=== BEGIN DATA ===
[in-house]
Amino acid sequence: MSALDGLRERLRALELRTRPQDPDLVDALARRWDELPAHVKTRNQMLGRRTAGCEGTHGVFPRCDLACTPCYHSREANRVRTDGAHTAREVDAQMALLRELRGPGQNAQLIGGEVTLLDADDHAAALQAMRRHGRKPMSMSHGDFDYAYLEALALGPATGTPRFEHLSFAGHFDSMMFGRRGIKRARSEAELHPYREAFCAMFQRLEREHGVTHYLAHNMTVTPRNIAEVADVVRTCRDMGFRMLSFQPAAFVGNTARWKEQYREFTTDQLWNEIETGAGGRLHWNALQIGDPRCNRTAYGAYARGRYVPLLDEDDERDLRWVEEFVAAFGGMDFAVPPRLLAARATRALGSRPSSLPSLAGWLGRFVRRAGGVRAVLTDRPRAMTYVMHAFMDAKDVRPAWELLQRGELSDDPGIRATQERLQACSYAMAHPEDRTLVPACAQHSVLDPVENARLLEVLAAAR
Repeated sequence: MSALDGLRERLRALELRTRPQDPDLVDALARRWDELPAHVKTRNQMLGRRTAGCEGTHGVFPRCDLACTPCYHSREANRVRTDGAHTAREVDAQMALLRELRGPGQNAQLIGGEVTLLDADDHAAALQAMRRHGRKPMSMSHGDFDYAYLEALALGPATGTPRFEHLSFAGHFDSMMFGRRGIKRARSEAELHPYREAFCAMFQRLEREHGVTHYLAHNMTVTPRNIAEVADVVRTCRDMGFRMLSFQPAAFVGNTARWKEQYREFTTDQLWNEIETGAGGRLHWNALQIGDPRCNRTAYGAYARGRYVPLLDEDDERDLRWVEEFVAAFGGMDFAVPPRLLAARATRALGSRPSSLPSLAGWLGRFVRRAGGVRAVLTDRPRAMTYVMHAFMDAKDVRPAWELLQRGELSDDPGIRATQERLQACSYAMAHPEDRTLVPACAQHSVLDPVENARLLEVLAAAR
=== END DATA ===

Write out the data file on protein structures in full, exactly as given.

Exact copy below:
[in-house]
Amino acid sequence: MSALDGLRERLRALELRTRPQDPDLVDALARRWDELPAHVKTRNQMLGRRTAGCEGTHGVFPRCDLACTPCYHSREANRVRTDGAHTAREVDAQMALLRELRGPGQNAQLIGGEVTLLDADDHAAALQAMRRHGRKPMSMSHGDFDYAYLEALALGPATGTPRFEHLSFAGHFDSMMFGRRGIKRARSEAELHPYREAFCAMFQRLEREHGVTHYLAHNMTVTPRNIAEVADVVRTCRDMGFRMLSFQPAAFVGNTARWKEQYREFTTDQLWNEIETGAGGRLHWNALQIGDPRCNRTAYGAYARGRYVPLLDEDDERDLRWVEEFVAAFGGMDFAVPPRLLAARATRALGSRPSSLPSLAGWLGRFVRRAGGVRAVLTDRPRAMTYVMHAFMDAKDVRPAWELLQRGELSDDPGIRATQERLQACSYAMAHPEDRTLVPACAQHSVLDPVENARLLEVLAAAR
Repeated sequence: MSALDGLRERLRALELRTRPQDPDLVDALARRWDELPAHVKTRNQMLGRRTAGCEGTHGVFPRCDLACTPCYHSREANRVRTDGAHTAREVDAQMALLRELRGPGQNAQLIGGEVTLLDADDHAAALQAMRRHGRKPMSMSHGDFDYAYLEALALGPATGTPRFEHLSFAGHFDSMMFGRRGIKRARSEAELHPYREAFCAMFQRLEREHGVTHYLAHNMTVTPRNIAEVADVVRTCRDMGFRMLSFQPAAFVGNTARWKEQYREFTTDQLWNEIETGAGGRLHWNALQIGDPRCNRTAYGAYARGRYVPLLDEDDERDLRWVEEFVAAFGGMDFAVPPRLLAARATRALGSRPSSLPSLAGWLGRFVRRAGGVRAVLTDRPRAMTYVMHAFMDAKDVRPAWELLQRGELSDDPGIRATQERLQACSYAMAHPEDRTLVPACAQHSVLDPVENARLLEVLAAAR